With the trial judge's testimony in hand, the post-conviction judge determined that the trial judge's decision was unaffected by trial counsel's failure to make an offer of proof. Finding that the offer of proof would not have altered the outcome of the trial, the court found that Petitioner failed to demonstrate that he suffered prejudice as required under the second prong of Strickland.
As stated earlier, this Court cannot find differently from the factual finding stated in the state post-conviction decision unless it determines that Petitioner presented clear and convincing evidence to this Court that rebutted the state post-conviction factual findings. 28 U.S.C. § 2254(e)(1). After reviewing the record the Court is satisfied that Petitioner failed to meet this burden. Further, the state post- conviction court's application of the Strickland standard was not "contrary to" nor did it involve an unreasonable application of, clearly established federal law. 28 U.S.C. §2254(d)(1). Accordingly, Petitioner's ineffective assistance of counsel claim does not warrant granting the writ.
b. Ground III - Abuse of discretion by trial judge
Petitioner alleges that the trial judge failed to properly weigh the probative value of Petitioner's past rape conviction to the prejudicial effect it would have on the jury when the trial judge decided to allow the state to admit Petitioner's rape conviction for the sole purpose of impeaching Petitioner if Petitioner chose to testify. Me. R. Civ. P. 609. Whether a trial judge committed error by admitting evidence is not reviewable on federal habeas review. 28 U.S.C. §2254(a). Federal habeas review is limited to those errors that constitute federal constitutional violations. Burks v. DuBois, 55 F.3d 712, 715 (1st Cir. 1995). Accordingly, this ground is not sufficient to grant Petitioner's application for the writ.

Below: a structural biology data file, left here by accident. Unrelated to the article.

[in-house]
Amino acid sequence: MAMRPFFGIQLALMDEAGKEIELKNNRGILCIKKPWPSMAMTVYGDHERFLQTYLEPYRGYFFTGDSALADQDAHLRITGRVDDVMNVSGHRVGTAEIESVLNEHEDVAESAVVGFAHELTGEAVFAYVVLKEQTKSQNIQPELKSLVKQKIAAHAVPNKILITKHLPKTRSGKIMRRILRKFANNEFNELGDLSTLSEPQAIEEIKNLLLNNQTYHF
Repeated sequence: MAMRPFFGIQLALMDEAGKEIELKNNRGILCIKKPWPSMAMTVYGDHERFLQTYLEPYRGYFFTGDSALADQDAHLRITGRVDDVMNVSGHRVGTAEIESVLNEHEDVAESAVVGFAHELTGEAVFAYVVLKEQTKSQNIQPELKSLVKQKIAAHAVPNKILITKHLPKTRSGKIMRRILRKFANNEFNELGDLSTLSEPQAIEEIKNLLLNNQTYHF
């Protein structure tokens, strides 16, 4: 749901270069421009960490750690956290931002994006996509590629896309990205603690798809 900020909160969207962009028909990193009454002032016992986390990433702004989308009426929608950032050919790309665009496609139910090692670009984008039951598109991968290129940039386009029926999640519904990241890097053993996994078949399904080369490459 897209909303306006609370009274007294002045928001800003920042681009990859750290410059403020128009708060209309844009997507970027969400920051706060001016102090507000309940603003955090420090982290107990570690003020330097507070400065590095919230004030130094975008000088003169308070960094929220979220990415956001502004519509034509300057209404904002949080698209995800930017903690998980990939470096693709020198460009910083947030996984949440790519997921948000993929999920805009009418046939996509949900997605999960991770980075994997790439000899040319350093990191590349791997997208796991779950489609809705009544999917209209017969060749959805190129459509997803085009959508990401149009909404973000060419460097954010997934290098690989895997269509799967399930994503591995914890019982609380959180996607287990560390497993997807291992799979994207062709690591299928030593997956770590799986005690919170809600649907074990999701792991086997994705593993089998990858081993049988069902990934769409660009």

For the reasons, above, this Court recommends that the petition be DENIED.
A party may file objections to those specified portions of a magistrate judge's report or proposed findings or recommended decisions entered pursuant to 28 U.S.C. § 636(b)(1)(B) (1988) for which de novo review by the district court is sought, together with a supporting memorandum, within ten (10) days of being served with a copy thereof. A responsive memorandum shall be filed within ten (10) days after the filing of the objection.
Failure to file a timely objection shall constitute a waiver of the right to de novo review by the district court and to appeal the district court's order.
Dated on November 25, 1998.
1. The Court notes that it has reviewed the substance of Petitioner's unsworn submission, and is satisfied that had the Court permitted the submission to stay on record the recommendation in this matter would have been unchanged.
2. None of the parties addressed the Fifth Amendment implications of Petitioner's claim that trial counsel prevented him from testifying.